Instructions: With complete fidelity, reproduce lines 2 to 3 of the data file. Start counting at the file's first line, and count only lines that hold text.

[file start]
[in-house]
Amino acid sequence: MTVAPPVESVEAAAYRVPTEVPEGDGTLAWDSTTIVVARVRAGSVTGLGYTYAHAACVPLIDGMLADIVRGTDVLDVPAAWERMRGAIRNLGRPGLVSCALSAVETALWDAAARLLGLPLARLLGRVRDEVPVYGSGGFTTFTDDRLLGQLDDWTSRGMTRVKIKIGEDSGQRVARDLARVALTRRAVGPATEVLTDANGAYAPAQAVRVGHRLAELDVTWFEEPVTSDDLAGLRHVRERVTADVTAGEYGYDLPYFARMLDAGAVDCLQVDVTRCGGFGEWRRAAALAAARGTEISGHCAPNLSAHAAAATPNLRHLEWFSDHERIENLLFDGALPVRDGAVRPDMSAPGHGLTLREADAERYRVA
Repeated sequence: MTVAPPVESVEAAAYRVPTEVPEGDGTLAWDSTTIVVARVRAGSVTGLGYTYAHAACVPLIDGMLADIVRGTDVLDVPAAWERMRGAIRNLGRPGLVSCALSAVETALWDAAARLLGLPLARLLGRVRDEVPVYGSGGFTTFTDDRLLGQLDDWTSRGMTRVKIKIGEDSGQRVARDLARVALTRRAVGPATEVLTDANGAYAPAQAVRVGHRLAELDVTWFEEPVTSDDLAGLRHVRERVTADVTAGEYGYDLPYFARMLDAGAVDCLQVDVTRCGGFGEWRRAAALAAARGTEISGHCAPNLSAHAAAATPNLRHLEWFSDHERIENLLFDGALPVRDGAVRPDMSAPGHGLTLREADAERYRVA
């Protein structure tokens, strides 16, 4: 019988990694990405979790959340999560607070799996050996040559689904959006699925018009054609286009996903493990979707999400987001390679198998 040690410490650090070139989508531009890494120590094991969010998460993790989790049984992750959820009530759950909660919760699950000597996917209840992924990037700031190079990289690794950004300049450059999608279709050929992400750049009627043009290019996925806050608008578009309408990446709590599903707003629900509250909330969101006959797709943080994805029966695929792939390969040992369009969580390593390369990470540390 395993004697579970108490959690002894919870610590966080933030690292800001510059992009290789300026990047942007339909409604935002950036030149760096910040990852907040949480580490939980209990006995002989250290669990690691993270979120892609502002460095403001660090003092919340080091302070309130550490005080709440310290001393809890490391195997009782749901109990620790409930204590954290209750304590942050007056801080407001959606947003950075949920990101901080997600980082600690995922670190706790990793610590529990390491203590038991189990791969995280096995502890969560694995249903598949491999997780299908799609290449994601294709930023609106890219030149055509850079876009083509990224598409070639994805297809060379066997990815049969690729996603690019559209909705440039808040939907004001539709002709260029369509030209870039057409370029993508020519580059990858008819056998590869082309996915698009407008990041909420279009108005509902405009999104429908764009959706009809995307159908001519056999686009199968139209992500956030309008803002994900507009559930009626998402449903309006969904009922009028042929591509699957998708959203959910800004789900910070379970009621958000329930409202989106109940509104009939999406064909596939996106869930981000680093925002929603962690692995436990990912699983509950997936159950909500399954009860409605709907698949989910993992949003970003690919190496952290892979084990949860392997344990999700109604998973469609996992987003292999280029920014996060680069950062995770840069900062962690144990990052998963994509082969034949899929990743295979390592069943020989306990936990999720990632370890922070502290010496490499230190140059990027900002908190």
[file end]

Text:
Amino acid sequence: MTVAPPVESVEAAAYRVPTEVPEGDGTLAWDSTTIVVARVRAGSVTGLGYTYAHAACVPLIDGMLADIVRGTDVLDVPAAWERMRGAIRNLGRPGLVSCALSAVETALWDAAARLLGLPLARLLGRVRDEVPVYGSGGFTTFTDDRLLGQLDDWTSRGMTRVKIKIGEDSGQRVARDLARVALTRRAVGPATEVLTDANGAYAPAQAVRVGHRLAELDVTWFEEPVTSDDLAGLRHVRERVTADVTAGEYGYDLPYFARMLDAGAVDCLQVDVTRCGGFGEWRRAAALAAARGTEISGHCAPNLSAHAAAATPNLRHLEWFSDHERIENLLFDGALPVRDGAVRPDMSAPGHGLTLREADAERYRVA
Repeated sequence: MTVAPPVESVEAAAYRVPTEVPEGDGTLAWDSTTIVVARVRAGSVTGLGYTYAHAACVPLIDGMLADIVRGTDVLDVPAAWERMRGAIRNLGRPGLVSCALSAVETALWDAAARLLGLPLARLLGRVRDEVPVYGSGGFTTFTDDRLLGQLDDWTSRGMTRVKIKIGEDSGQRVARDLARVALTRRAVGPATEVLTDANGAYAPAQAVRVGHRLAELDVTWFEEPVTSDDLAGLRHVRERVTADVTAGEYGYDLPYFARMLDAGAVDCLQVDVTRCGGFGEWRRAAALAAARGTEISGHCAPNLSAHAAAATPNLRHLEWFSDHERIENLLFDGALPVRDGAVRPDMSAPGHGLTLREADAERYRVA